Wheeler Pushes Misleading Claims on Trump's Rollbacks of Obama-Era Rules
Wheeler also used Wednesday's announcement as an opportunity to portray two of the Trump administration's most dramatic rollbacks of climate policy as environmental triumphs.
"This is the third time in the past two years that the Trump administration has taken major action to regulate greenhouse gases in a way that is both legally defensible, reduces CO2 and helps protect American jobs," he said on the press call.
The two actions to which Wheeler was referring were the Affordable Clean Energy Rule, or ACE, and the Safer Affordable Fuel Efficient Vehicles Rule, or SAFE. Both rules replaced far more stringent ones established under the Obama administration.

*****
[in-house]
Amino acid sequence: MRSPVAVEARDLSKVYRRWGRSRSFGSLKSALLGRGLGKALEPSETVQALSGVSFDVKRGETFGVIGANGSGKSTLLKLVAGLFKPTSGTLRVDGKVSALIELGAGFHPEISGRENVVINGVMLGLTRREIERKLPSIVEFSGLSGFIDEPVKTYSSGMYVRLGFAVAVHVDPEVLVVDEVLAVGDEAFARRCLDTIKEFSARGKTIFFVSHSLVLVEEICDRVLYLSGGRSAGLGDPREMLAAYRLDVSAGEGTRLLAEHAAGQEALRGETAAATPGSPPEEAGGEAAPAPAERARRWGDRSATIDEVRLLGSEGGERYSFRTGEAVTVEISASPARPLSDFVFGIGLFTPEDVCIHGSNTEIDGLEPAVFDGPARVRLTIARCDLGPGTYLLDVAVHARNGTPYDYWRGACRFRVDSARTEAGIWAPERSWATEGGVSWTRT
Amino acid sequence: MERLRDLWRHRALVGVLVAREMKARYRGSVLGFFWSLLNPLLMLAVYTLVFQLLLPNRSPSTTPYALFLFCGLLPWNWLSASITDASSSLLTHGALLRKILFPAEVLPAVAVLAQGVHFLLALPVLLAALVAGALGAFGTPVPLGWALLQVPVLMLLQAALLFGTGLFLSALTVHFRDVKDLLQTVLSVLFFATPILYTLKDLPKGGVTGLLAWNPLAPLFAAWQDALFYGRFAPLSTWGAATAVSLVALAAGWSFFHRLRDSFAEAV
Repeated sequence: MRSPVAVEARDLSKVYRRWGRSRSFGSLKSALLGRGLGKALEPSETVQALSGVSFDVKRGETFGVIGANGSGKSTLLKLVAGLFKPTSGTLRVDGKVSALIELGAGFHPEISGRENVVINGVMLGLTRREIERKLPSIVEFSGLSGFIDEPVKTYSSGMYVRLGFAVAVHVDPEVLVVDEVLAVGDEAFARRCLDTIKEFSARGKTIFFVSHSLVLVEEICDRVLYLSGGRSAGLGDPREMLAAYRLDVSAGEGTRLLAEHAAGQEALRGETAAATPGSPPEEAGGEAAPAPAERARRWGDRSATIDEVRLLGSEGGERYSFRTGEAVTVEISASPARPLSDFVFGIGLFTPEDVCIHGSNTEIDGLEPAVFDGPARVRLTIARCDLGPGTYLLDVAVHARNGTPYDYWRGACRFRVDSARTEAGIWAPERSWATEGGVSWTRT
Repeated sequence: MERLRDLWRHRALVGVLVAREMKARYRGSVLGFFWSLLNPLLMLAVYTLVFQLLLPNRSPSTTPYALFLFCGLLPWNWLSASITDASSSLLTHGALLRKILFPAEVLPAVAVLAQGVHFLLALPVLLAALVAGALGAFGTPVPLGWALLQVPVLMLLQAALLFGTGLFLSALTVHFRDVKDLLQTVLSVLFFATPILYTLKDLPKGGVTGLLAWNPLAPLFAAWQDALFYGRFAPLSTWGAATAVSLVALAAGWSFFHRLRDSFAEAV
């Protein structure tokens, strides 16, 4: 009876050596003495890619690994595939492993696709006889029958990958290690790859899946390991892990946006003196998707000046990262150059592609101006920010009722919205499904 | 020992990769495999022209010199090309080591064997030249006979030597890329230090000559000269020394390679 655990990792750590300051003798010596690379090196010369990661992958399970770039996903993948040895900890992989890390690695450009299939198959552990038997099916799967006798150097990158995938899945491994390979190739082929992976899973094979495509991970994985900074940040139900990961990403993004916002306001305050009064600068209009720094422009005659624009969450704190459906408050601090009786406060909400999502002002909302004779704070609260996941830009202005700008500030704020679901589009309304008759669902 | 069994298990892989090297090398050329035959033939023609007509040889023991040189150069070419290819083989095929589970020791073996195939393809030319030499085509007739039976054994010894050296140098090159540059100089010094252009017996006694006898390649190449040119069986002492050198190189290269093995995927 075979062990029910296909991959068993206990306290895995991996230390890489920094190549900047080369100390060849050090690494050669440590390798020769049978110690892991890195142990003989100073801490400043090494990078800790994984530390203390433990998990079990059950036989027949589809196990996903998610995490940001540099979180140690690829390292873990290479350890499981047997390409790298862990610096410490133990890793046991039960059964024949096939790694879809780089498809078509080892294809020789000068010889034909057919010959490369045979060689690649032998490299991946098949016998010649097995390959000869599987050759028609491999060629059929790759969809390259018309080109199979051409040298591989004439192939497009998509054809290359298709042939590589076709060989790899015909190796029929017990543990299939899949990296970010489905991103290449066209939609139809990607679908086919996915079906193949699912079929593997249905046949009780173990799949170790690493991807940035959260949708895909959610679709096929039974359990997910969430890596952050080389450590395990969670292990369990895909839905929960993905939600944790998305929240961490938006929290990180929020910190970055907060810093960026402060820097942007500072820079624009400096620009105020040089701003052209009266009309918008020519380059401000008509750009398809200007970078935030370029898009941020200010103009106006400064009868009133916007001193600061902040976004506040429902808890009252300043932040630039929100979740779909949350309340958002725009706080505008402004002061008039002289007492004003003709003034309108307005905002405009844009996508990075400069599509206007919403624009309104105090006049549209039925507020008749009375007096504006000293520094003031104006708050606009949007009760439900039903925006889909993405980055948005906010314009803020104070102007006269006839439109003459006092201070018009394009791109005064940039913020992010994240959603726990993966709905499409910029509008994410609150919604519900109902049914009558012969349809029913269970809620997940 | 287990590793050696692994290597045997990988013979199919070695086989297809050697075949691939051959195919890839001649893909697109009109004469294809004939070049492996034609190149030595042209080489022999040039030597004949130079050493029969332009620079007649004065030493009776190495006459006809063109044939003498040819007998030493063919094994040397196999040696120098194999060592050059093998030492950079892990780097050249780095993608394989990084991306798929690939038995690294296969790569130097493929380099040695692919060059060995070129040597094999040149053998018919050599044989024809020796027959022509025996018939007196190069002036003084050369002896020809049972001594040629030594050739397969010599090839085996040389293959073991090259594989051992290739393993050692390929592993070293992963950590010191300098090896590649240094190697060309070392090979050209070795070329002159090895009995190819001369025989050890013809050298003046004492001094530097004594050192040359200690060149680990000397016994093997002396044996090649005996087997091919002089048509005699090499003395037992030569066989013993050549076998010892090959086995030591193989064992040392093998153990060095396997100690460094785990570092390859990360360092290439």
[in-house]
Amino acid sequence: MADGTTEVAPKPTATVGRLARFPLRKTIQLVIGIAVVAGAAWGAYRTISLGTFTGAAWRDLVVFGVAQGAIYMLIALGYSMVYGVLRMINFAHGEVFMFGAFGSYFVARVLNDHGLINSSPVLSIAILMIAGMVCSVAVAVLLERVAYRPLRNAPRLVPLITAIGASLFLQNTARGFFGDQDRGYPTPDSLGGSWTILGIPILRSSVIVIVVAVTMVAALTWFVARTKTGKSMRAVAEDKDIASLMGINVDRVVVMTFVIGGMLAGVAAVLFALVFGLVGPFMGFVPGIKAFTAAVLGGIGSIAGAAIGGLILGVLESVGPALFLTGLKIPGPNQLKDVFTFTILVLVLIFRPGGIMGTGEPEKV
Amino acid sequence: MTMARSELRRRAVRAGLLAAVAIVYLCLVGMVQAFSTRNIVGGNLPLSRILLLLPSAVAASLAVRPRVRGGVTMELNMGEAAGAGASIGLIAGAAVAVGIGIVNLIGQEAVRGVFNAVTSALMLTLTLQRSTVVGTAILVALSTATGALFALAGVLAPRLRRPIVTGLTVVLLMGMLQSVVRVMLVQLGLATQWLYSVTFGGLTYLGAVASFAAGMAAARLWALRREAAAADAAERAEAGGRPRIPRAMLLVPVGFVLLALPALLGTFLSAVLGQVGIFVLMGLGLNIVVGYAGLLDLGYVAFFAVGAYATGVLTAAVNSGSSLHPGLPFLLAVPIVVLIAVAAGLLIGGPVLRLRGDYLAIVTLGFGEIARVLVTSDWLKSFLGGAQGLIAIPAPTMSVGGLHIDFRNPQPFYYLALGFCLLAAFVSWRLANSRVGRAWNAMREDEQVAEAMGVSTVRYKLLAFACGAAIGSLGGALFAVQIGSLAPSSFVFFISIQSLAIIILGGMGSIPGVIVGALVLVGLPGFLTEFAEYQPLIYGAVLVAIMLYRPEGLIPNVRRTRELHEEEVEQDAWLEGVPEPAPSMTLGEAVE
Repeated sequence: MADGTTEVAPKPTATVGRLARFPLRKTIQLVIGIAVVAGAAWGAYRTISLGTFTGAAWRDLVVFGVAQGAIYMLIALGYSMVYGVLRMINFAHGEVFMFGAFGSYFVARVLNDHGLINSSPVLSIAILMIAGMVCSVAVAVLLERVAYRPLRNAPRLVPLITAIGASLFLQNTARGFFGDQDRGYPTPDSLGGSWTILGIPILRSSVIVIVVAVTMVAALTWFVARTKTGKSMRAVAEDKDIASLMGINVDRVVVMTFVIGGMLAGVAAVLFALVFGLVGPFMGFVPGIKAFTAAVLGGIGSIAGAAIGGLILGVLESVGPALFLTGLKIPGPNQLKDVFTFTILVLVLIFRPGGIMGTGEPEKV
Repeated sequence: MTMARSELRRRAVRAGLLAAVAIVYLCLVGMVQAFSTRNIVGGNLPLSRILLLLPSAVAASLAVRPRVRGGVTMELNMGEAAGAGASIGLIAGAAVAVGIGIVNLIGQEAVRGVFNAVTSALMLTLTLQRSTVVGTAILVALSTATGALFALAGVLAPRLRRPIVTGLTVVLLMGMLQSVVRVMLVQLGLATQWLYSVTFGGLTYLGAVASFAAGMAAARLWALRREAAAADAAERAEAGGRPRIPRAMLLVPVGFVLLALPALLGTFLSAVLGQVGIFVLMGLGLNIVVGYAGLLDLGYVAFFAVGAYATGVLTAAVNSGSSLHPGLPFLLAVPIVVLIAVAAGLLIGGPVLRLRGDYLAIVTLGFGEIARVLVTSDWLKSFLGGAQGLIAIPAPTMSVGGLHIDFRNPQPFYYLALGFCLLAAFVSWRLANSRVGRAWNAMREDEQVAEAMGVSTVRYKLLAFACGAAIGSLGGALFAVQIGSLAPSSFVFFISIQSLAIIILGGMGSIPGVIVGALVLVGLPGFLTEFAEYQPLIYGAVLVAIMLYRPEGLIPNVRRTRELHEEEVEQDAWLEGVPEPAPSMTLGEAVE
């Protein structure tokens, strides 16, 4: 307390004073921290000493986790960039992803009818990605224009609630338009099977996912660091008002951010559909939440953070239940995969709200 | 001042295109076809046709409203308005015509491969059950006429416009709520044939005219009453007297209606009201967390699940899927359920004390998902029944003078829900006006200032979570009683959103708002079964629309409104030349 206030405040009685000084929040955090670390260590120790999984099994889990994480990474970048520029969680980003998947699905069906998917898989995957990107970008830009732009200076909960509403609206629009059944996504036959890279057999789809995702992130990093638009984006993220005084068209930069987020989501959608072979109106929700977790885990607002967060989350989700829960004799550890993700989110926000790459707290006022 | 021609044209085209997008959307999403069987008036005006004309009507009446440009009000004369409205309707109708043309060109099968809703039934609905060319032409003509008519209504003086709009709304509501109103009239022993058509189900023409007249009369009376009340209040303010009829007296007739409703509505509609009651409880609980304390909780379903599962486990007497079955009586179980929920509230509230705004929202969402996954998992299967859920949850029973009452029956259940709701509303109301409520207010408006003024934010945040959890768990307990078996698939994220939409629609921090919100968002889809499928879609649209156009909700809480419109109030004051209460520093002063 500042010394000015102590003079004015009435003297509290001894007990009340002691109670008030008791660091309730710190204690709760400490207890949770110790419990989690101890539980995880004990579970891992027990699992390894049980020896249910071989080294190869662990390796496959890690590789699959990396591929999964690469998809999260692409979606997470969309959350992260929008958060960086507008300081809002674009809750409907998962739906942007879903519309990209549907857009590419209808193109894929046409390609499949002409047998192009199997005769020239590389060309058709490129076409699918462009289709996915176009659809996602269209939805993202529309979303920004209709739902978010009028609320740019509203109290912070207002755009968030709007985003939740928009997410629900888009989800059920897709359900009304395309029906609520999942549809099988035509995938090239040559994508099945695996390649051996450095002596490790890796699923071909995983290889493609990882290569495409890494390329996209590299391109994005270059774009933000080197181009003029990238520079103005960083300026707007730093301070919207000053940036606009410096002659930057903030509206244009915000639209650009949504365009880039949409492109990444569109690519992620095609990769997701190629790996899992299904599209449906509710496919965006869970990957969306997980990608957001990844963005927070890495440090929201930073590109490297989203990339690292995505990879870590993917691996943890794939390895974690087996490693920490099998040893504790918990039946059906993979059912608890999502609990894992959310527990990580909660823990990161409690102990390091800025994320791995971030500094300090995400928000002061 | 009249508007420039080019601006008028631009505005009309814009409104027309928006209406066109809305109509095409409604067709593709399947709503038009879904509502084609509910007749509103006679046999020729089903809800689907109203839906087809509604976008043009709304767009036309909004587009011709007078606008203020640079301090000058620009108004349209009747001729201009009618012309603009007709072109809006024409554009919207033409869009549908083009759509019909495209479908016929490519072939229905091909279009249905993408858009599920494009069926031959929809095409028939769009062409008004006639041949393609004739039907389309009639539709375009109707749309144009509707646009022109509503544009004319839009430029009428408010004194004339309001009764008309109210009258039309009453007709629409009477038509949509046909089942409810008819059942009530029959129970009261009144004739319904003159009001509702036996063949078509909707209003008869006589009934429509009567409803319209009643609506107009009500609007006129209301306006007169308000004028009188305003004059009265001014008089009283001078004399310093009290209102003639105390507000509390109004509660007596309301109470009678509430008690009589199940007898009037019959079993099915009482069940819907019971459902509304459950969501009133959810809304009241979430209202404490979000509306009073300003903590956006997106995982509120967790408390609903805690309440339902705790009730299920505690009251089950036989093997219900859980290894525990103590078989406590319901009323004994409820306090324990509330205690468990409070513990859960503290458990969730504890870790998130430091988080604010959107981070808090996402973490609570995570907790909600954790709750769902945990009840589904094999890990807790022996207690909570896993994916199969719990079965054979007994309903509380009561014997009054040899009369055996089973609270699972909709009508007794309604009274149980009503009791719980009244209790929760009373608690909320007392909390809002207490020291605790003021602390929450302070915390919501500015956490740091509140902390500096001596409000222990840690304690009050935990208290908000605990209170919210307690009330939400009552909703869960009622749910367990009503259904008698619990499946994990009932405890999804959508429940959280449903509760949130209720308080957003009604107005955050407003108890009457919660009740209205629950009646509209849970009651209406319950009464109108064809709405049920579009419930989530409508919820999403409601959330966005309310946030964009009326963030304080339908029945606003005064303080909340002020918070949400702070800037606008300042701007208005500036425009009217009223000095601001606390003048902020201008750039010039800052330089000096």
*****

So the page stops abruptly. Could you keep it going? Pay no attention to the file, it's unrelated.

The SAFE rule that the Trump administration finalized in March replaced vehicle emissions standards set by the Obama administration and marked the rollback of what would have been the biggest step any nation had taken to reduce greenhouse gases. The Trump rule will require automakers to decrease carbon emissions from their vehicles by 1.5 percent each year starting with 2021 models. That's compared to the 5 percent annual decrease that had been required under the Obama standards.
And the ACE rule, which the Trump administration finalized last year to replace Obama's signature climate policy, the Clean Power Plan, was designed to lower power sector emissions by between 0.7 percent to 1.5 percent from 2005 levels by 2030. That's compared to a 32-percent reduction in the same time period that Obama's Clean Power Plan sought.